LumberJocks

Troop Truck

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Project by BburgBoy posted 05-17-2018 01:08 PM 461 views 4 times favorited 14 comments Add to Favorites Watch

This “Mil Spec” truck follows plans from the July 2018 issue of Wood Magazine. I constructed this toy for my grandson’s upcoming birthday mostly from shop scrap wood. So, it has more species than the plans recommended. Woods are maple, cherry, mahogany (not a good idea), and walnut. Tires are from a purchased kit.

I have a new found appreciation for toy makers. Working with small parts is hard! You simply can’t use power tools for cutting some of these tiny pieces. Tolerances are not forgiving. Good excuse to purchase an excellent Veritas cross cut saw and build a few jigs. Finished it with spray shellac.

All in all, it was fun and a good learning experience.

-- Larry, SW Virginia





14 comments so far

View GR8HUNTER's profile

GR8HUNTER

3821 posts in 709 days


#1 posted 05-17-2018 01:33 PM

I really like the design of this truck ….. looks right like a troop truck …. GREAT JOB :<))

-- Tony Reinholds,Pa. REMEMBER TO ALWAYS HAVE FUN

View Derek Oliver's profile

Derek Oliver

236 posts in 2148 days


#2 posted 05-17-2018 02:25 PM

Awesome job! Why was the mahogany a bad idea?

View PaulDoug's profile

PaulDoug

1535 posts in 1700 days


#3 posted 05-17-2018 02:34 PM

Really nice work. I am curious why “mahogany (not a good idea)”? I love working with mahogany.

I agree toy/model making can be challenging, but very rewarding also.

-- “We all die. The goal isn't to live forever; the goal is to create something that will.” - Chuck Palahniuk

View HokieKen's profile

HokieKen

4989 posts in 1135 days


#4 posted 05-17-2018 02:43 PM

Beautiful work Larry!

-- Kenny, SW VA, Go Hokies!!!

View BburgBoy's profile

BburgBoy

21 posts in 499 days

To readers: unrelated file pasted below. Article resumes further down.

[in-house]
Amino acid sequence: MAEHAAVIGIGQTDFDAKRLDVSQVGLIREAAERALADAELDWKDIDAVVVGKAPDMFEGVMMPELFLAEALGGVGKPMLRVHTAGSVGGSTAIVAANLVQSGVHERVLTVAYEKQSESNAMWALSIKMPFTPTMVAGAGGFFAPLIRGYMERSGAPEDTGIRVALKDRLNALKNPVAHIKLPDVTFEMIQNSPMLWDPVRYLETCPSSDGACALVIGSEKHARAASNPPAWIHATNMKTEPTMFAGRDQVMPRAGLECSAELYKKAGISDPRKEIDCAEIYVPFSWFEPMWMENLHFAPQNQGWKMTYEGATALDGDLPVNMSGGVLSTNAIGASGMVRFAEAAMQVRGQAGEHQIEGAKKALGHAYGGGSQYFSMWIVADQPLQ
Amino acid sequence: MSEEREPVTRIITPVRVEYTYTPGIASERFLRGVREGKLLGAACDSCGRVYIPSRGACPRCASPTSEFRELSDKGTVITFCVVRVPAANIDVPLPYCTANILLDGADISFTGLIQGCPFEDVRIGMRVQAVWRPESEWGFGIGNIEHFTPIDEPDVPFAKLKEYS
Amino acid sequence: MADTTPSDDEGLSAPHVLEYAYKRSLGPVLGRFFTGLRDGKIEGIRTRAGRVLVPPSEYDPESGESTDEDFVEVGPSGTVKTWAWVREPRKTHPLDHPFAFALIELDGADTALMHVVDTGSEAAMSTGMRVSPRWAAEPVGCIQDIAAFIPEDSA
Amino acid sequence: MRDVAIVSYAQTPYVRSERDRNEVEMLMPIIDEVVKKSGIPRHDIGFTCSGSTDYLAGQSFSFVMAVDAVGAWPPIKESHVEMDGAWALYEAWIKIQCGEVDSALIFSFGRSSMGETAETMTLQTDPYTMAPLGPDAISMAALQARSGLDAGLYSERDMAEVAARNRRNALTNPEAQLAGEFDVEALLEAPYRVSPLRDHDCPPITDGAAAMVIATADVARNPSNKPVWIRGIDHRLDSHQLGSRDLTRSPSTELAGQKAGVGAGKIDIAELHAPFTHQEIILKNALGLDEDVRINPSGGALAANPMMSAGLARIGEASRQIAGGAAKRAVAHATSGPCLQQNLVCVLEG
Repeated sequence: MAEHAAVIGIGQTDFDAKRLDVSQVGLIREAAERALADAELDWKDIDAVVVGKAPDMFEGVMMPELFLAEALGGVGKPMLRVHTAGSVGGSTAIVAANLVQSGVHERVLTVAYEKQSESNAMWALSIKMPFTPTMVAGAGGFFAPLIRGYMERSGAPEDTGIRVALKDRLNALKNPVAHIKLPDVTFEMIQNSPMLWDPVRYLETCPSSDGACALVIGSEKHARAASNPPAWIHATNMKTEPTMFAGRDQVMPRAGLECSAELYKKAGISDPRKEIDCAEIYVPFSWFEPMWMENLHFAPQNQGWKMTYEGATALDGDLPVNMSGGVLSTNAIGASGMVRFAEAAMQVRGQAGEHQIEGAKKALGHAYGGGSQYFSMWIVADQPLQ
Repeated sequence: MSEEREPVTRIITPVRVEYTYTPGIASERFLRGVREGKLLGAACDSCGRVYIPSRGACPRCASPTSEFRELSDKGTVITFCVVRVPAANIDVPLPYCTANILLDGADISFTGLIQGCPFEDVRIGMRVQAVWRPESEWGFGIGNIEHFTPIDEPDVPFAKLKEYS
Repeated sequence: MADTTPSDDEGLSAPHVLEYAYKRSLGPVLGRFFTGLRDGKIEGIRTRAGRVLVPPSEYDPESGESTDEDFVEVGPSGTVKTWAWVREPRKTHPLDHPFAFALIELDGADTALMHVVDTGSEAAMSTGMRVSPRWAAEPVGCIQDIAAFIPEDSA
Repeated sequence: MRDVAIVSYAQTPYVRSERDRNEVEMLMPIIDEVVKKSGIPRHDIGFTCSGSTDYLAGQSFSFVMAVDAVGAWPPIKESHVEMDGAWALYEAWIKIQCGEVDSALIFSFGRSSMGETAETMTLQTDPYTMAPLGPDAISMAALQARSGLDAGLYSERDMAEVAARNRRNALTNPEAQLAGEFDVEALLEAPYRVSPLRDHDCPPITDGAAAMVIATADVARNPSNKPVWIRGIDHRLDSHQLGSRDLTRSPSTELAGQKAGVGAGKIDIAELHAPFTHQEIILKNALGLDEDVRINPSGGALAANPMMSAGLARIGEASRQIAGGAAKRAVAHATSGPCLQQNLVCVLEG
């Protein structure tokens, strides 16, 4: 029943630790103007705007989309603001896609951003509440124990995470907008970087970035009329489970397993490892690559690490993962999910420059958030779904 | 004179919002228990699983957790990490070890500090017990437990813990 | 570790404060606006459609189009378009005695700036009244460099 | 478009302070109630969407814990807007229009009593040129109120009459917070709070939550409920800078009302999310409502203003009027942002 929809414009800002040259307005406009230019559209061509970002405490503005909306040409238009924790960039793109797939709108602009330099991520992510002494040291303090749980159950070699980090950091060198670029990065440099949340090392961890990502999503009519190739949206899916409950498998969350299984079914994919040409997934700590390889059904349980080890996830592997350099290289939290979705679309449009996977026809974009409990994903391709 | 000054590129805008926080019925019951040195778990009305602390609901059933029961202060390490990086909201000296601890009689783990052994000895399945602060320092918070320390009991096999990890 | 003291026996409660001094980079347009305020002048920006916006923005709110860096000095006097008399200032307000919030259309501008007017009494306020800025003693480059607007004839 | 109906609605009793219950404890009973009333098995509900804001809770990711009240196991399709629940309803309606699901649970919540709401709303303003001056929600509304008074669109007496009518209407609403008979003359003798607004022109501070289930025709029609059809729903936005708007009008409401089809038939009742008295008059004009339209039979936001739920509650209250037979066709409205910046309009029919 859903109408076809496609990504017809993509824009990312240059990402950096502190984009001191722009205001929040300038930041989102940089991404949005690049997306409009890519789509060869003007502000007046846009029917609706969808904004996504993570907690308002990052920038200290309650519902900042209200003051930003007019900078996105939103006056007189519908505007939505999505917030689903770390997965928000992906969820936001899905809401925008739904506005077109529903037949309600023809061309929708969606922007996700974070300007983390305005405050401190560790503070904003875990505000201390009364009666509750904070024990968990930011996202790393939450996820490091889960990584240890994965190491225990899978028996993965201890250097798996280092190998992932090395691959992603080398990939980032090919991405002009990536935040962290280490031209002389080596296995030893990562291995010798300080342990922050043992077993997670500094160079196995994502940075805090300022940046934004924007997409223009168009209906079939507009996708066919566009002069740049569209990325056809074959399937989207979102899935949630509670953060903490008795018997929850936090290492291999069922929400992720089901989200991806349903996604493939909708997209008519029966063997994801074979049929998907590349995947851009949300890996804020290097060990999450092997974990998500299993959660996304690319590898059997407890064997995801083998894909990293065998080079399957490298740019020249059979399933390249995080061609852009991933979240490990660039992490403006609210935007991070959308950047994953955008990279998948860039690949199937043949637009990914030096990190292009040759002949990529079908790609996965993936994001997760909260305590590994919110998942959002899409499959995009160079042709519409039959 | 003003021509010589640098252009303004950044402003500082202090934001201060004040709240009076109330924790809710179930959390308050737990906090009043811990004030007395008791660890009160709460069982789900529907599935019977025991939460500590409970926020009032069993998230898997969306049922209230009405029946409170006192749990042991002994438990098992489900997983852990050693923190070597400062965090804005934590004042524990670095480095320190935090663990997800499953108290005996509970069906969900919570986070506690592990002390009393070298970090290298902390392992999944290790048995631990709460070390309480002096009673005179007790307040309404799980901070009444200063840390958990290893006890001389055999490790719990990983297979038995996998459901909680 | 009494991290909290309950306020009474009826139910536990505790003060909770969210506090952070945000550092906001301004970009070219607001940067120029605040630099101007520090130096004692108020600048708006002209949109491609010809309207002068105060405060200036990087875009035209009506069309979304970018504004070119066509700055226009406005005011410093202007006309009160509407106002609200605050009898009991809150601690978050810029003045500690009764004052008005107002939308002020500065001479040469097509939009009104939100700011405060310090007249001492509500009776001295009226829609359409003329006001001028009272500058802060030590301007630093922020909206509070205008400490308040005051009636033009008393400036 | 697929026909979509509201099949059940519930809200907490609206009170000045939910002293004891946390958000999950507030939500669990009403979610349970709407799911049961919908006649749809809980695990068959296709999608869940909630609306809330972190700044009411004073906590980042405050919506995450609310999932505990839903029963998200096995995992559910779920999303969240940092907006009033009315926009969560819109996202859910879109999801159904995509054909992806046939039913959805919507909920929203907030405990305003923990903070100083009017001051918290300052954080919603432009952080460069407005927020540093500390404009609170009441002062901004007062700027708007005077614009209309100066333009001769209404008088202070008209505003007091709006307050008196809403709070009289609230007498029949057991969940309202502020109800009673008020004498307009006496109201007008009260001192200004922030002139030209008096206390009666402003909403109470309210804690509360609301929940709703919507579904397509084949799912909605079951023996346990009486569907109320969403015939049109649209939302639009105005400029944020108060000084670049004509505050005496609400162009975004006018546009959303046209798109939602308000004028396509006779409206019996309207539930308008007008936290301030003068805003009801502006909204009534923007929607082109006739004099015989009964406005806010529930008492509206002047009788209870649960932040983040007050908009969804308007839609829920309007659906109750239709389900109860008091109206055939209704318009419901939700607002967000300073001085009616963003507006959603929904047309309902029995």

#5 posted 05-17-2018 03:44 PM

RE: comments about mahogany. Not sure whether my mahogany stock is different than most, but I found it far too rough across the grain. I did my best on the photos to hide the imperfections. However, it look closely at the forstner bit hole on the cab or the fenders, you’ll see the edges were quite rough. I tried hiding that with shellac and sanding. I probably could have used some grain filler, but would have been a bit much for something that might end up in a sandbox…

There is some cherry on there, which the plan called for. It has tighter grain, but I didn’t have any in thick stock so I used a big chunk of mahogany from another project.

-- Larry, SW Virginia

View MrRon's profile

MrRon

4764 posts in 3240 days


#6 posted 05-17-2018 04:34 PM

Very nice job! I would just say, to avoid small parts, like the exhaust stacks that can easily be broken off by a small child.

View majuvla's profile

majuvla

12281 posts in 2864 days


#7 posted 05-17-2018 04:51 PM

I bet he will be happy to get it. So awesome and clean job.

-- Ivan, Croatia, Wooddicted

View Rick's profile

Rick

9596 posts in 3029 days


#8 posted 05-17-2018 05:59 PM

Very Nice & Well Done Larry!

-- LIFE is what happens when you're planning on doing Other Things!

View helluvawreck's profile

helluvawreck

31056 posts in 2863 days


#9 posted 05-17-2018 06:52 PM

This is a very nice toy truck. Congratulations.

-- helluvawreck aka Charles, http://woodworkingexpo.wordpress.com

View htl's profile

htl

3842 posts in 1156 days


#10 posted 05-18-2018 01:49 AM

Great project!!!

-- Learn More About Making Wooden Models. An Index Of My Model making Blogs. http://lumberjocks.com/htl/blog/116729

View hunter71's profile

hunter71

3176 posts in 3183 days


#11 posted 05-18-2018 10:44 AM

Good playtime here

-- A childs smile is payment enough.

View LittleBlackDuck's profile

LittleBlackDuck

1721 posts in 817 days


#12 posted 05-18-2018 11:26 AM

Nice little build there B’B’... Looks sturdy enough for bigger nippers… as MrRon said, except for the exhausts, the kiddies will exhaust before it breaks.


..... new found appreciation for toy makers. Working with small parts is hard! You simply can’t use power tools for cutting some of these tiny pieces.

If you can rig up a slow speed sanding disc (on a lathe per se), it would make small parts much simpler. While I am still learning, Dutchy and htl have some great blogs on refining small parts using sanding techniques.

-- If your first cut is too short... Take the second cut from the longer end... LBD

View americancanuck's profile

americancanuck

414 posts in 2606 days


#13 posted 05-18-2018 01:16 PM

Very nice job Larry. I fell in love with this plan when I saw it in Wood magazine. I was all ready to go into the shop and start cutting when I realized I didn’t have the proper wheels. You have given m e a benchmark to shoot for when I get around to making mine.

-- Retired and lovin it

View bushmaster's profile

bushmaster

3067 posts in 2279 days


#14 posted 05-18-2018 02:02 PM

Great job on the truck, always love to see the toys,`

-- Brian - Hazelton, British Columbia

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